On Thursday, the coroner confirmed that the body found in Lake Laberge on Canada Day was 52-year-old Robert Arthur King.
Foul play is not suspected in his death.
“Robbie loved the Yukon,” his brother Chris said from Edmonton.
“He used to say that once you get the North in you it’s tough to get it out of you.”
Chris remembers Robert’s “off-the-wall” sense of humour.
“He’d take the most ordinary thing and turn it into a huge adventure with all sorts of mishaps and everyone would be on the ground rolling with laughter,” said Chris.
One of the stories involved Robert walking into a store and then hearing funny sounds coming from outside, where he’d left his beloved dog in his car.
“He looked and saw Tuffy sitting there with his head stuck in a car window because Robbie left the car running and the dog stepped on the automatic window.
“He’d have everyone in tears telling what happened,” said Chris.
The King family has brought Tuffy, Robert’s dog and constant companion, back to Edmonton where he has a field to roam and a pond to swim in.
Robert had polio when he was in Grade 9 and spent several months at home recovering.
After, he turned into a “natural athlete,” said Chris.
Robert was a Canadian motorbike road race champion in the late ‘70s.
That was when he first got a head injury, said his sister Cathy.
“He got another one on the job years later that was much worse.”
Robert was also a championship curler. As skip, his team — with brother Chris — won the 1974 junior championships and competed in the junior world championships twice.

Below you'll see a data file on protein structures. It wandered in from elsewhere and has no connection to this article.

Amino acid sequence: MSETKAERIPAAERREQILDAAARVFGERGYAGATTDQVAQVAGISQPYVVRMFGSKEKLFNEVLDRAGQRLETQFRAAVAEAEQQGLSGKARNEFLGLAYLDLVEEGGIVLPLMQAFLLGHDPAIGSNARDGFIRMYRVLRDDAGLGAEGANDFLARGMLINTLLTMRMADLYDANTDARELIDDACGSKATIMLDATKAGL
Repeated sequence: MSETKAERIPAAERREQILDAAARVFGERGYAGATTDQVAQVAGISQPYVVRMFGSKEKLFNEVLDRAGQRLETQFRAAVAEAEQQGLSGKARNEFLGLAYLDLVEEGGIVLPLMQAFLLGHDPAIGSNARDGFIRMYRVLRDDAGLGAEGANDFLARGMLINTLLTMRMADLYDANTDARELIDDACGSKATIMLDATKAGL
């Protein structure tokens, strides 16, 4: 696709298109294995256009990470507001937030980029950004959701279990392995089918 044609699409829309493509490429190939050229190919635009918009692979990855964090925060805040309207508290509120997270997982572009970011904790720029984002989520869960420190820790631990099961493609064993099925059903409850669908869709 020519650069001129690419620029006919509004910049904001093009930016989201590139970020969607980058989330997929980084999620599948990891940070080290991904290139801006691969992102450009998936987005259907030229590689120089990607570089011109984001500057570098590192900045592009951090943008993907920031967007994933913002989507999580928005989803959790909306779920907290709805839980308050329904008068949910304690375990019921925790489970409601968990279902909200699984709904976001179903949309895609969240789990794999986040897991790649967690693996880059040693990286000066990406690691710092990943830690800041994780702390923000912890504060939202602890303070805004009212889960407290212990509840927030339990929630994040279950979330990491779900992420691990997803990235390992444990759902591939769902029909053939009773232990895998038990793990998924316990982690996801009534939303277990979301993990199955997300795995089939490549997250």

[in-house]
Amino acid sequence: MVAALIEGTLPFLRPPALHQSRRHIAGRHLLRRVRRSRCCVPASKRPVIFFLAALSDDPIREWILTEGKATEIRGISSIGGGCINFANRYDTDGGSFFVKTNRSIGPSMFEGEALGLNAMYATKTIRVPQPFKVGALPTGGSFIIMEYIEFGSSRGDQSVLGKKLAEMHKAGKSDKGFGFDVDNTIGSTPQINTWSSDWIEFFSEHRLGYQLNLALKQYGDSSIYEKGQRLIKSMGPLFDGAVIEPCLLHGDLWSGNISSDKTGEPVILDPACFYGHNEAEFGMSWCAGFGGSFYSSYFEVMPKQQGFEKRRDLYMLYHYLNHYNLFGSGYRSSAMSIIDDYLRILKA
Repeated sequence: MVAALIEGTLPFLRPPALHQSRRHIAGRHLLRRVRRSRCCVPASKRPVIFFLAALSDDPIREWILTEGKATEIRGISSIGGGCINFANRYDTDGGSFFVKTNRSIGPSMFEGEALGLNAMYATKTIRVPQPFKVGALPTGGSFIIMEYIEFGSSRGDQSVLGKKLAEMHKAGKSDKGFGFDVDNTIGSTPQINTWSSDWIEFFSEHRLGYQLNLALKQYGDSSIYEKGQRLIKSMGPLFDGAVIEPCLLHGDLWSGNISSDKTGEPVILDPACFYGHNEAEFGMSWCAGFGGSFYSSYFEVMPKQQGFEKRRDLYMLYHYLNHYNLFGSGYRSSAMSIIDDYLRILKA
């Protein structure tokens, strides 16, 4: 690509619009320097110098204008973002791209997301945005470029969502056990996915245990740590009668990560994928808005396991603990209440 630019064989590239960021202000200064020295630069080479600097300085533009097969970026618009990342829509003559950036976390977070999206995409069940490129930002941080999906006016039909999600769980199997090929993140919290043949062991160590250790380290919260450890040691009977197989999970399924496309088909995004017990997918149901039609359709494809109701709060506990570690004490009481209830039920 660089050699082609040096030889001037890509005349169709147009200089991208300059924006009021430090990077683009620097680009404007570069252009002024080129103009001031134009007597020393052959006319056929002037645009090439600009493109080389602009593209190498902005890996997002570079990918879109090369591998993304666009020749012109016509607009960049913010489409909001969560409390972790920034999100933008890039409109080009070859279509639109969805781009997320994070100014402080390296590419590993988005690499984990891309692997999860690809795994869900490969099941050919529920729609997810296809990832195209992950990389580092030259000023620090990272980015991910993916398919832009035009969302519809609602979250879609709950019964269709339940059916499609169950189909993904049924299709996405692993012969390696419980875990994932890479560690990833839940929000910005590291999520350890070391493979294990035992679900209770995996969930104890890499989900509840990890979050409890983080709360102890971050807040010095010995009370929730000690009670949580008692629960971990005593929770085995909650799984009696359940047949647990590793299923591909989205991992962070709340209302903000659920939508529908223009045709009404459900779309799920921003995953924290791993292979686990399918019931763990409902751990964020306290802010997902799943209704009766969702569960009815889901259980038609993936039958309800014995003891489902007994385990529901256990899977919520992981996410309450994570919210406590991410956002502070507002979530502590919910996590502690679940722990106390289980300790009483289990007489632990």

“We spent our high school years on the curling ice,” said Chris.
Cathy is a three-time Canadian curling champion and has competed in the Scott’s Tournaments of Hearts seven times.
On top of his athletic achievements, Robert had a great effect on labour issues in the territory.
“Robbie is the main reason that so many injured workers have been helped,” said his friend Eldon Organ.
“He put pressure on the WCB and government and different stripes of politicians — it didn’t matter as long as he could get people help.”
Friend and worker advocate Mike Travill met King in 1995 while doing advocacy in Edmonton.
“He was fun-loving and when he wasn’t being affected by his injury he was very sharp and witty,” said Travill.
“His workplace accident frustrated him.”
In 1995, King was instrumental in forming the Yukon Injured Workers Alliance.
“He brought the concept up and had conversations with other injured workers,” said Travill.
“They got together and had a tremendous lobbying voice and made some changes at the Workers’ Compensation Board.”
Robert also helped form the territory’s independent workers’ advocate office, which opened in 1997.
“He was incredible,” said Organ.
“If you would have met him, you would have liked him.”
King’s family will host a celebration of his life in the Grey Mountain room at Mount McIntyre on Tuesday at 2 p.m.
All friends are welcome.